Welcome to News Reporting and Writing

Writing tip #14: Get the name of the dog.

Writing coach Roy Peter Clark recommends reporters dig for concrete, specific details that make the reader sit up and take note — so they can “see” the story. If you are up for the challenge, read a newspaper and identify passages that let you see the story. If you find something great, share the passage in a comment. Be sure and credit the publication and writer.

Steve Hendrix wrote this for The Washington Post.

After living the past seven years in this cabin the size of a hotel bathroom, the Crafton family seems in no hurry to clear out now. On a muggy, sun-drenched morning, all five of them — knees just touching, lives completely entwined– sit cheerfully in the sailboat that has been their home since they pulled away from this Severna Park dock in 2003.

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About journalistjan

I am a former daily journalist who has spent nearly 20 years teaching future journalists.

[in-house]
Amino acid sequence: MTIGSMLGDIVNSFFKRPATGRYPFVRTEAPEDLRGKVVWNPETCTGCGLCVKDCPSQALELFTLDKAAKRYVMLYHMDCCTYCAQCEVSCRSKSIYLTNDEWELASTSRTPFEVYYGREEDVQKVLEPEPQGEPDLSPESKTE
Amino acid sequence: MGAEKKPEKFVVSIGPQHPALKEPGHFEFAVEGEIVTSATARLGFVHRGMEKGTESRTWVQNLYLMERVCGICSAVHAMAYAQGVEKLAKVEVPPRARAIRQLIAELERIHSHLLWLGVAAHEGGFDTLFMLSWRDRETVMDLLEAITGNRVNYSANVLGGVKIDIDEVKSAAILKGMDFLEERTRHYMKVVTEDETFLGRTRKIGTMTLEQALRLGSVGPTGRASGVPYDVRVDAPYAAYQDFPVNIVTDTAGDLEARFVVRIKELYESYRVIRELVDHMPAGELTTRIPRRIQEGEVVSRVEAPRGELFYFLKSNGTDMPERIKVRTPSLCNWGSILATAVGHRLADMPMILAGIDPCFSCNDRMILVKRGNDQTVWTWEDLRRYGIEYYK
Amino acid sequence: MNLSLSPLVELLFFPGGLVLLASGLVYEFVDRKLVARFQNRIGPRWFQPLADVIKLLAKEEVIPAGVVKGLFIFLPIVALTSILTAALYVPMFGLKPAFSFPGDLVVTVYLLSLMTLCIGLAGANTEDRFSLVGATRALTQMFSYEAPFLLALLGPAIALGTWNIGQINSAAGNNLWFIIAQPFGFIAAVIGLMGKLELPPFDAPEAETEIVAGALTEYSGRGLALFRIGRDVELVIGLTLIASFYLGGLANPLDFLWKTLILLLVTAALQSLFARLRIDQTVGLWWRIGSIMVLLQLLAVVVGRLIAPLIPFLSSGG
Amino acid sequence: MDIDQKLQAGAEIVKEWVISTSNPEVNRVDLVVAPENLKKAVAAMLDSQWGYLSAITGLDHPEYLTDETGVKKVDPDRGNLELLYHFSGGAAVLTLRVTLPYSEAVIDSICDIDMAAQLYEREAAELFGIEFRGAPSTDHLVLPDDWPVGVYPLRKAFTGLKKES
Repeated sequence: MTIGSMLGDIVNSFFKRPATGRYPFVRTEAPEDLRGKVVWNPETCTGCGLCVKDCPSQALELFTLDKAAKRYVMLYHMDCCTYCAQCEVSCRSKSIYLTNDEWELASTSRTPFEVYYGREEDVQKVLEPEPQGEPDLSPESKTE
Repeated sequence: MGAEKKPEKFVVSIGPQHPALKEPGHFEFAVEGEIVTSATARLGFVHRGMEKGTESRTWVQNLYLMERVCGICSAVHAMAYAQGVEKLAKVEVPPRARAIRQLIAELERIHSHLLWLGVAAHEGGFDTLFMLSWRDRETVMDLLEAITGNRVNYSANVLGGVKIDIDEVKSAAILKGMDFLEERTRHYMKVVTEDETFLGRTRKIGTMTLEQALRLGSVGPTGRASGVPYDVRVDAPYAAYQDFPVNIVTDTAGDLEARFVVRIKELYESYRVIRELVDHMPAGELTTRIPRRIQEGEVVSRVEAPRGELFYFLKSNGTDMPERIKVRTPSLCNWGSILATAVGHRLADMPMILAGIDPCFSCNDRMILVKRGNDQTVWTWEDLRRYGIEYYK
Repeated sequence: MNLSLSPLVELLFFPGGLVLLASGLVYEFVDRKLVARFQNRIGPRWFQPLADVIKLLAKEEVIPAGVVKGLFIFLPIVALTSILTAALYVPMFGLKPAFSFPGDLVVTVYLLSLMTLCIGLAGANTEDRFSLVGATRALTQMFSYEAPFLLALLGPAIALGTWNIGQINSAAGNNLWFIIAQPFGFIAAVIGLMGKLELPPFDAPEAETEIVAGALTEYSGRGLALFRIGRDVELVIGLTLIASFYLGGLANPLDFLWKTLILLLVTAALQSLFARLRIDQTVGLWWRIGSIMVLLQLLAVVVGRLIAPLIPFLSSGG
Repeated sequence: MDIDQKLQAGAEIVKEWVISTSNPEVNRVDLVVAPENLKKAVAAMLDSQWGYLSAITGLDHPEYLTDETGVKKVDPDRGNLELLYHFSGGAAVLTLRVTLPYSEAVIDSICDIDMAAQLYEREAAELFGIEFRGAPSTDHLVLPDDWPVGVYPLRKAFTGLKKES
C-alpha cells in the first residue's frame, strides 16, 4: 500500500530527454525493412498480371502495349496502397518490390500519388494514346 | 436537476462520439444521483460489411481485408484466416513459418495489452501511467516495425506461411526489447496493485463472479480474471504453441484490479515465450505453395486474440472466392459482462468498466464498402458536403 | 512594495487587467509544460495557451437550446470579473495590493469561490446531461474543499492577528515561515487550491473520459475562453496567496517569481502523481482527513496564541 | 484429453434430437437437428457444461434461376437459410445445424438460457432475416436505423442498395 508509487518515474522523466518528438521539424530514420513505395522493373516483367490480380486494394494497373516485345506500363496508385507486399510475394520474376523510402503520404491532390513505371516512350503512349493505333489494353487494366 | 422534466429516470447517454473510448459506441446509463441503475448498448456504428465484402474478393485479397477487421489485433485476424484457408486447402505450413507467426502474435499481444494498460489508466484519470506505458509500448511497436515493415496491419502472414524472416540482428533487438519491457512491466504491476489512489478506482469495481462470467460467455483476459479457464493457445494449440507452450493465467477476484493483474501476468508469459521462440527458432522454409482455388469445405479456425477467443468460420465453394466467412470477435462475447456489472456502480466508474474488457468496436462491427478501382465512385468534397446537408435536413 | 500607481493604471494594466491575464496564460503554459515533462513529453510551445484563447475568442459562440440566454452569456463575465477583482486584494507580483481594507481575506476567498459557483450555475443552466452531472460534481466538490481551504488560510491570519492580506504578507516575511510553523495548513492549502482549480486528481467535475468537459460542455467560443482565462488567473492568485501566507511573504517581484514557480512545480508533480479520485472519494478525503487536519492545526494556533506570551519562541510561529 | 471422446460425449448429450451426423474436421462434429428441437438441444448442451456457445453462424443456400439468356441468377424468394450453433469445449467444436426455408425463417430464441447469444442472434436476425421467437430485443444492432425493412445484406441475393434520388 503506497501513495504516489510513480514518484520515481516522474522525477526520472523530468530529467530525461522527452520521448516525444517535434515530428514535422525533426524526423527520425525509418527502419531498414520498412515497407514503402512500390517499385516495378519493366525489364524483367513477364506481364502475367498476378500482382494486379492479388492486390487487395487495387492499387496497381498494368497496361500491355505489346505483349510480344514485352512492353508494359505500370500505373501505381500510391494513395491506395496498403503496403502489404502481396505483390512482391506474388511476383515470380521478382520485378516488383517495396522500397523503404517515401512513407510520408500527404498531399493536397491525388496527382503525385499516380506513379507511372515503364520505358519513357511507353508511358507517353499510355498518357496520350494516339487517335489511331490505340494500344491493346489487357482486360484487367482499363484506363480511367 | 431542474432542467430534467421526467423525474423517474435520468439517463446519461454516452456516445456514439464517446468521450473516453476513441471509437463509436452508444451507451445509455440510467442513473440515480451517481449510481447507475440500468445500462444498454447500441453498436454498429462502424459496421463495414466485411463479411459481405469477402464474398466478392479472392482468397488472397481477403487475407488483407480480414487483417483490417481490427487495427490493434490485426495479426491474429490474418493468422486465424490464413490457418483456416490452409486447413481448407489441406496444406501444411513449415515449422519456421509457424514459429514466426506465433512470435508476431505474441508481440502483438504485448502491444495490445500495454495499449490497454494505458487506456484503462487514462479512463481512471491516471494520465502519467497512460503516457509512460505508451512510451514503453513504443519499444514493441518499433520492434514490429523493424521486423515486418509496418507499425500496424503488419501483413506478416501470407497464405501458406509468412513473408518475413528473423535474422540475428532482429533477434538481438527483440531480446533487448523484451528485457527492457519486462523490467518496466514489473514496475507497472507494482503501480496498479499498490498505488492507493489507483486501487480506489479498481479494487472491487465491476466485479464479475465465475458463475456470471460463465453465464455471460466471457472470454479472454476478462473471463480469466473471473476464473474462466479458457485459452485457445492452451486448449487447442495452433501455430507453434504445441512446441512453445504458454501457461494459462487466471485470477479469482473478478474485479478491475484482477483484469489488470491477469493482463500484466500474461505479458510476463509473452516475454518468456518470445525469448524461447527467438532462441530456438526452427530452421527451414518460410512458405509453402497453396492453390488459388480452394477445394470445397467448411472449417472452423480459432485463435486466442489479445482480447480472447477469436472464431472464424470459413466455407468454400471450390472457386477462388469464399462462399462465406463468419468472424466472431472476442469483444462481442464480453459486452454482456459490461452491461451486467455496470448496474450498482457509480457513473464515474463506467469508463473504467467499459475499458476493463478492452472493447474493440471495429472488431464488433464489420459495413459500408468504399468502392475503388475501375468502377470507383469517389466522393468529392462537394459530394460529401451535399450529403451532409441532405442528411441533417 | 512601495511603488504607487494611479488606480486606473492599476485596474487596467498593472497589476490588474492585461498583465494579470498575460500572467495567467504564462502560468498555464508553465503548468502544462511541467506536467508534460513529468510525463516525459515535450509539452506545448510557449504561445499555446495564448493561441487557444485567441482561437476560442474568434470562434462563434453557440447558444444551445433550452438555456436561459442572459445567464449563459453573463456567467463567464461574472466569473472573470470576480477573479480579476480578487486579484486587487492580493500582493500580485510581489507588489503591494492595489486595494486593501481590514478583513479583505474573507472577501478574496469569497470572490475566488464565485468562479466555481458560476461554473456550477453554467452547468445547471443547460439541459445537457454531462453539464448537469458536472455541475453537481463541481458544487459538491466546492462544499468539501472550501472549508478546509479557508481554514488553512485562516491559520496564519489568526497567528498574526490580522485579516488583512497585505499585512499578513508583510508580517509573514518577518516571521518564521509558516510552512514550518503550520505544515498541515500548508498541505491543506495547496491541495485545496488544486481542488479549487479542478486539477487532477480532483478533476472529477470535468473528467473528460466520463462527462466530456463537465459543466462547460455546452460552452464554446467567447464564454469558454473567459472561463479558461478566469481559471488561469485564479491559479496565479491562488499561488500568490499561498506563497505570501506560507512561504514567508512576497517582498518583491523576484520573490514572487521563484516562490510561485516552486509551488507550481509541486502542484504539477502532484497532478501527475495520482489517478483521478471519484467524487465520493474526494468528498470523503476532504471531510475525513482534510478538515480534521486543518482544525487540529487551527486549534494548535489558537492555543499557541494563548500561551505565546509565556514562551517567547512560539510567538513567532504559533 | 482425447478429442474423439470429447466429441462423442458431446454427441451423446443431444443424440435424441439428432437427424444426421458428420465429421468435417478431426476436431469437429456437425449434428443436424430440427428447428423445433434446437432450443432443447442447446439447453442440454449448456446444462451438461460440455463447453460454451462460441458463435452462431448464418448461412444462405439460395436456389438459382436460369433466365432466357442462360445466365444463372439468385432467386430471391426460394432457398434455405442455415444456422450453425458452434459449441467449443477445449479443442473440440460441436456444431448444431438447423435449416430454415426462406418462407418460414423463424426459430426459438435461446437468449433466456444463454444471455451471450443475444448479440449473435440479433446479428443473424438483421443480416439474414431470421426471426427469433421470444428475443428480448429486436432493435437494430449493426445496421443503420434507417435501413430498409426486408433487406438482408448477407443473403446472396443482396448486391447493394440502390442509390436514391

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26 Responses to Welcome to News Reporting and Writing

  1. chrisreinoos says:

    That lead does evoke a real sense of intimacy with the words used. Both the small size of the boat and the warm temperature create a sense of closeness that could be construed as overbearing to some. But their is little doubt that reading that first paragraph would cause the reader to emotionally invest in the story.

  2. kotlarkj says:

    My dad is a sailor himself and has done the Mackinac race several times, and also wants to take his 22-foot boat (or get a new one) in Florida when he retires, so I’m sure he would’ve absolutely loved reading the article written by Steve Hendrix in the Washington Post. It was very well written and overall an interesting read.

  3. scoopie13 says:

    The Crafton family reminds me a lot about my own family. Taking trips and exploring new places is what brings people together and that is obvious what happened with this family. It is amazing to see that the sibling rivalry stopped the day they stepped on the boat. I know that would not happen in my family. I really enjoyed reading about a family that is a lot like mine.

  4. schoencr says: